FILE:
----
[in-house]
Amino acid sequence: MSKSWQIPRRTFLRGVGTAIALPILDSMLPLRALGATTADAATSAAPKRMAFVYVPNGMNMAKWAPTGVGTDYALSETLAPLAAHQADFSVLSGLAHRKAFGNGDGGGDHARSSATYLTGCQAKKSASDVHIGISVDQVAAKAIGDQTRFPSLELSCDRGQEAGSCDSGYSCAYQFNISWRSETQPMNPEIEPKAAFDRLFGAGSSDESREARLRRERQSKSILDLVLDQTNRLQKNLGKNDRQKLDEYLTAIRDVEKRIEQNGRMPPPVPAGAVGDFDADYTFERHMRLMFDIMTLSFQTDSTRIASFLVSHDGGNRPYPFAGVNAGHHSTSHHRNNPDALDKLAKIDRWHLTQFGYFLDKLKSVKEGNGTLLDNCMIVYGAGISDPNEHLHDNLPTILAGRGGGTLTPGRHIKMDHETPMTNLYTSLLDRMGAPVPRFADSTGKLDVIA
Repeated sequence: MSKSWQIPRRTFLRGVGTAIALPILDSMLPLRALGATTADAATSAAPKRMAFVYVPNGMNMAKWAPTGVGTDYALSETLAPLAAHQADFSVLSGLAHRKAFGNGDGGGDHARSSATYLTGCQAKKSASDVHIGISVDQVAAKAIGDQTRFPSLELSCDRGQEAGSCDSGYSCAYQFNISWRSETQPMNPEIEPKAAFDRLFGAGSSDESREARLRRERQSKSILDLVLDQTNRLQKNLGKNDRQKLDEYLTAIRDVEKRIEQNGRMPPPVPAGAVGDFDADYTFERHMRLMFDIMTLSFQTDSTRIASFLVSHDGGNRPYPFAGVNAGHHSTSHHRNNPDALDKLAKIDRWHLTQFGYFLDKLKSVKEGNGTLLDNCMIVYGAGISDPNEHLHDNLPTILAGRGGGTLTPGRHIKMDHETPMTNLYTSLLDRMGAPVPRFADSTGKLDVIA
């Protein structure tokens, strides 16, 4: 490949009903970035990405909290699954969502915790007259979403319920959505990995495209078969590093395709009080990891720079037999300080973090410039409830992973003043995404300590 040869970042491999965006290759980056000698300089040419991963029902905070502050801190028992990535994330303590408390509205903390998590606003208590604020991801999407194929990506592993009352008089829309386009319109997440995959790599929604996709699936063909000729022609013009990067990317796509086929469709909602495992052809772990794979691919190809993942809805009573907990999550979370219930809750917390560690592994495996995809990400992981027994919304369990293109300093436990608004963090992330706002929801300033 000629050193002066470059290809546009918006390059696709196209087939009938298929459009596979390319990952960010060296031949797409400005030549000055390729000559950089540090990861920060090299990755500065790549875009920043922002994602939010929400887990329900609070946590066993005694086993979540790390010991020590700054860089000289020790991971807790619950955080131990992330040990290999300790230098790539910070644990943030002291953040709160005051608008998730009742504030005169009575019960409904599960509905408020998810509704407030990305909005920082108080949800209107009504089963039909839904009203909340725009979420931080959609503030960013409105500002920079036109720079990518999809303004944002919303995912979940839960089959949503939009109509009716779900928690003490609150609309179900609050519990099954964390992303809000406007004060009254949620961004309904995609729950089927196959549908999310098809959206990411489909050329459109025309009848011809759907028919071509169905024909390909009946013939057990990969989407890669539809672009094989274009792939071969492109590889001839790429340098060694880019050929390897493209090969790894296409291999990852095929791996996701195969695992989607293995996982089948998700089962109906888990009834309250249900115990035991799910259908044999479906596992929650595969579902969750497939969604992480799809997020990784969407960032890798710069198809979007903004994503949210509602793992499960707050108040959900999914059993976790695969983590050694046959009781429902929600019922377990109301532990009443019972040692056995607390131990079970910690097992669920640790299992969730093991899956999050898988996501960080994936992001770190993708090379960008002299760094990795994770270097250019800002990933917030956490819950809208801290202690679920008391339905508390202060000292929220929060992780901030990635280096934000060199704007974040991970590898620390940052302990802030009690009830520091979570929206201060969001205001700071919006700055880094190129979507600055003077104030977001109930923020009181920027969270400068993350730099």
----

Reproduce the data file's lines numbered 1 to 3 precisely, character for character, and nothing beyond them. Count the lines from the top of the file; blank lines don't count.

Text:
[in-house]
Amino acid sequence: MSKSWQIPRRTFLRGVGTAIALPILDSMLPLRALGATTADAATSAAPKRMAFVYVPNGMNMAKWAPTGVGTDYALSETLAPLAAHQADFSVLSGLAHRKAFGNGDGGGDHARSSATYLTGCQAKKSASDVHIGISVDQVAAKAIGDQTRFPSLELSCDRGQEAGSCDSGYSCAYQFNISWRSETQPMNPEIEPKAAFDRLFGAGSSDESREARLRRERQSKSILDLVLDQTNRLQKNLGKNDRQKLDEYLTAIRDVEKRIEQNGRMPPPVPAGAVGDFDADYTFERHMRLMFDIMTLSFQTDSTRIASFLVSHDGGNRPYPFAGVNAGHHSTSHHRNNPDALDKLAKIDRWHLTQFGYFLDKLKSVKEGNGTLLDNCMIVYGAGISDPNEHLHDNLPTILAGRGGGTLTPGRHIKMDHETPMTNLYTSLLDRMGAPVPRFADSTGKLDVIA
Repeated sequence: MSKSWQIPRRTFLRGVGTAIALPILDSMLPLRALGATTADAATSAAPKRMAFVYVPNGMNMAKWAPTGVGTDYALSETLAPLAAHQADFSVLSGLAHRKAFGNGDGGGDHARSSATYLTGCQAKKSASDVHIGISVDQVAAKAIGDQTRFPSLELSCDRGQEAGSCDSGYSCAYQFNISWRSETQPMNPEIEPKAAFDRLFGAGSSDESREARLRRERQSKSILDLVLDQTNRLQKNLGKNDRQKLDEYLTAIRDVEKRIEQNGRMPPPVPAGAVGDFDADYTFERHMRLMFDIMTLSFQTDSTRIASFLVSHDGGNRPYPFAGVNAGHHSTSHHRNNPDALDKLAKIDRWHLTQFGYFLDKLKSVKEGNGTLLDNCMIVYGAGISDPNEHLHDNLPTILAGRGGGTLTPGRHIKMDHETPMTNLYTSLLDRMGAPVPRFADSTGKLDVIA